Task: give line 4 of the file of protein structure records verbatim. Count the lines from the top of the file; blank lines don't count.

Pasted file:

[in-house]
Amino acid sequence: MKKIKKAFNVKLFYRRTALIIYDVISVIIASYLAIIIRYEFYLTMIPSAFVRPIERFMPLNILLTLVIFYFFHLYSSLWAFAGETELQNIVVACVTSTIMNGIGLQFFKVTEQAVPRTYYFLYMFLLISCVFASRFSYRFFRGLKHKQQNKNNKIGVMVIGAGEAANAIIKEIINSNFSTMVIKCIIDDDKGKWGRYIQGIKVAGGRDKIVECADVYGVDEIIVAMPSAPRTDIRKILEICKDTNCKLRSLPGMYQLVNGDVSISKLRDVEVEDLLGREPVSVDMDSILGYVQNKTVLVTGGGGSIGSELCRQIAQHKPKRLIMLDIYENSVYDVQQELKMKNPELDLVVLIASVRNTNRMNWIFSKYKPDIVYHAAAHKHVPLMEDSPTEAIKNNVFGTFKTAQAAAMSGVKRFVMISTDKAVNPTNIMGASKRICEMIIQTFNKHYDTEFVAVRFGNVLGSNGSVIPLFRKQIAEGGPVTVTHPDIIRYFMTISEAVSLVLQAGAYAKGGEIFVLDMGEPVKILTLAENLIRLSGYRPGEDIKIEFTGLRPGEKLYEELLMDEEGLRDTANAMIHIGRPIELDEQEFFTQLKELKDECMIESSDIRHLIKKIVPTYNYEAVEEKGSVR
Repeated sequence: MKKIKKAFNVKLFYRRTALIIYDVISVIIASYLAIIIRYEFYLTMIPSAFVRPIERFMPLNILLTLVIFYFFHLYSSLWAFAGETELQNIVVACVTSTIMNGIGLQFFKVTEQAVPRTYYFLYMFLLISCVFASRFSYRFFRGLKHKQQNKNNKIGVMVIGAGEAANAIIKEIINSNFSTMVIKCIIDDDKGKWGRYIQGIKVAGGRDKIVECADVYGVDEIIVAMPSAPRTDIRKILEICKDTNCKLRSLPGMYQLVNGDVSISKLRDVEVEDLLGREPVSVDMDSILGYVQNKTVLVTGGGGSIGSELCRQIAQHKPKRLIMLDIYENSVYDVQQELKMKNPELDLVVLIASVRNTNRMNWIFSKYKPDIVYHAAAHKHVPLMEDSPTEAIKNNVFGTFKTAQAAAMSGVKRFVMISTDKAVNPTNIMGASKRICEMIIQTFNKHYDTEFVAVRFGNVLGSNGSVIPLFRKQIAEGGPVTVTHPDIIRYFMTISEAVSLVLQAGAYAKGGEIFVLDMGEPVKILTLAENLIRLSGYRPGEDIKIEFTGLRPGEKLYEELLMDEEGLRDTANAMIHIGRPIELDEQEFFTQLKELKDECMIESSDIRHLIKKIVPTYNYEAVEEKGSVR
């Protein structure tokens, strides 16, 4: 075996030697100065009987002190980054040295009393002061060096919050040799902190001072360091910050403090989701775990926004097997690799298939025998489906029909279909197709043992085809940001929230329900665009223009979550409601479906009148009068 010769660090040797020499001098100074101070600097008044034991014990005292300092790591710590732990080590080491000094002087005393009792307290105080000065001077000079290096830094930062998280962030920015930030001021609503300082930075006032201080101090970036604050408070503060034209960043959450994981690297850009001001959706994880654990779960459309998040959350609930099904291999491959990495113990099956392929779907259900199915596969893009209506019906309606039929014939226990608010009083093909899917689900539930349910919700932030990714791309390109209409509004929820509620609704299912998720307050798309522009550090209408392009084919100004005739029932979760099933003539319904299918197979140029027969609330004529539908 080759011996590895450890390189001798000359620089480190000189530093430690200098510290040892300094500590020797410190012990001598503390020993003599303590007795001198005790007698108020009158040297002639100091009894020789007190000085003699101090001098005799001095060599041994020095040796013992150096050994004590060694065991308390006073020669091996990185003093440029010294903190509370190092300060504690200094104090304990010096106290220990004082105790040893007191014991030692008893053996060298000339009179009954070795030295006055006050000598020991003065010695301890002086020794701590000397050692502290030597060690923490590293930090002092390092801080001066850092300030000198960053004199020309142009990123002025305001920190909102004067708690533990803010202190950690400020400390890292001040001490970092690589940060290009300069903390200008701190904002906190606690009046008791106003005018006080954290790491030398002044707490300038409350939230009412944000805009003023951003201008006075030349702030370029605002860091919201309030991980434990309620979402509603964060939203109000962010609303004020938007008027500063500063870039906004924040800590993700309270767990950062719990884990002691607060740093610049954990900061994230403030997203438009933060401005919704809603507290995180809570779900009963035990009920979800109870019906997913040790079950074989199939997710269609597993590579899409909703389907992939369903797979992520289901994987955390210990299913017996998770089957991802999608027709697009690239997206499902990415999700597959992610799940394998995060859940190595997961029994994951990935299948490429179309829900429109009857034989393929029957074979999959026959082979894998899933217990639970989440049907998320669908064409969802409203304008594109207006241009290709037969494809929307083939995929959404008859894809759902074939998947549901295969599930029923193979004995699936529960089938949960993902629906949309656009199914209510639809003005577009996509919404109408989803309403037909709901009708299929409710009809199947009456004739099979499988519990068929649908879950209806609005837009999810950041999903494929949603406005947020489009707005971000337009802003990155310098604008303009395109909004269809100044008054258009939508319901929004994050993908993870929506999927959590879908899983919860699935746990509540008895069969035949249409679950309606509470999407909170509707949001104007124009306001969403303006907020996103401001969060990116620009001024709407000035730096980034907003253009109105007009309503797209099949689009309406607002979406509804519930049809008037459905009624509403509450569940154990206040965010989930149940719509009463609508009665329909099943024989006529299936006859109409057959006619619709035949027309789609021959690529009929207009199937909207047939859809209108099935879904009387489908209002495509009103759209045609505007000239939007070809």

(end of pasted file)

């Protein structure tokens, strides 16, 4: 075996030697100065009987002190980054040295009393002061060096919050040799902190001072360091910050403090989701775990926004097997690799298939025998489906029909279909197709043992085809940001929230329900665009223009979550409601479906009148009068 010769660090040797020499001098100074101070600097008044034991014990005292300092790591710590732990080590080491000094002087005393009792307290105080000065001077000079290096830094930062998280962030920015930030001021609503300082930075006032201080101090970036604050408070503060034209960043959450994981690297850009001001959706994880654990779960459309998040959350609930099904291999491959990495113990099956392929779907259900199915596969893009209506019906309606039929014939226990608010009083093909899917689900539930349910919700932030990714791309390109209409509004929820509620609704299912998720307050798309522009550090209408392009084919100004005739029932979760099933003539319904299918197979140029027969609330004529539908 080759011996590895450890390189001798000359620089480190000189530093430690200098510290040892300094500590020797410190012990001598503390020993003599303590007795001198005790007698108020009158040297002639100091009894020789007190000085003699101090001098005799001095060599041994020095040796013992150096050994004590060694065991308390006073020669091996990185003093440029010294903190509370190092300060504690200094104090304990010096106290220990004082105790040893007191014991030692008893053996060298000339009179009954070795030295006055006050000598020991003065010695301890002086020794701590000397050692502290030597060690923490590293930090002092390092801080001066850092300030000198960053004199020309142009990123002025305001920190909102004067708690533990803010202190950690400020400390890292001040001490970092690589940060290009300069903390200008701190904002906190606690009046008791106003005018006080954290790491030398002044707490300038409350939230009412944000805009003023951003201008006075030349702030370029605002860091919201309030991980434990309620979402509603964060939203109000962010609303004020938007008027500063500063870039906004924040800590993700309270767990950062719990884990002691607060740093610049954990900061994230403030997203438009933060401005919704809603507290995180809570779900009963035990009920979800109870019906997913040790079950074989199939997710269609597993590579899409909703389907992939369903797979992520289901994987955390210990299913017996998770089957991802999608027709697009690239997206499902990415999700597959992610799940394998995060859940190595997961029994994951990935299948490429179309829900429109009857034989393929029957074979999959026959082979894998899933217990639970989440049907998320669908064409969802409203304008594109207006241009290709037969494809929307083939995929959404008859894809759902074939998947549901295969599930029923193979004995699936529960089938949960993902629906949309656009199914209510639809003005577009996509919404109408989803309403037909709901009708299929409710009809199947009456004739099979499988519990068929649908879950209806609005837009999810950041999903494929949603406005947020489009707005971000337009802003990155310098604008303009395109909004269809100044008054258009939508319901929004994050993908993870929506999927959590879908899983919860699935746990509540008895069969035949249409679950309606509470999407909170509707949001104007124009306001969403303006907020996103401001969060990116620009001024709407000035730096980034907003253009109105007009309503797209099949689009309406607002979406509804519930049809008037459905009624509403509450569940154990206040965010989930149940719509009463609508009665329909099943024989006529299936006859109409057959006619619709035949027309789609021959690529009929207009199937909207047939859809209108099935879904009387489908209002495509009103759209045609505007000239939007070809």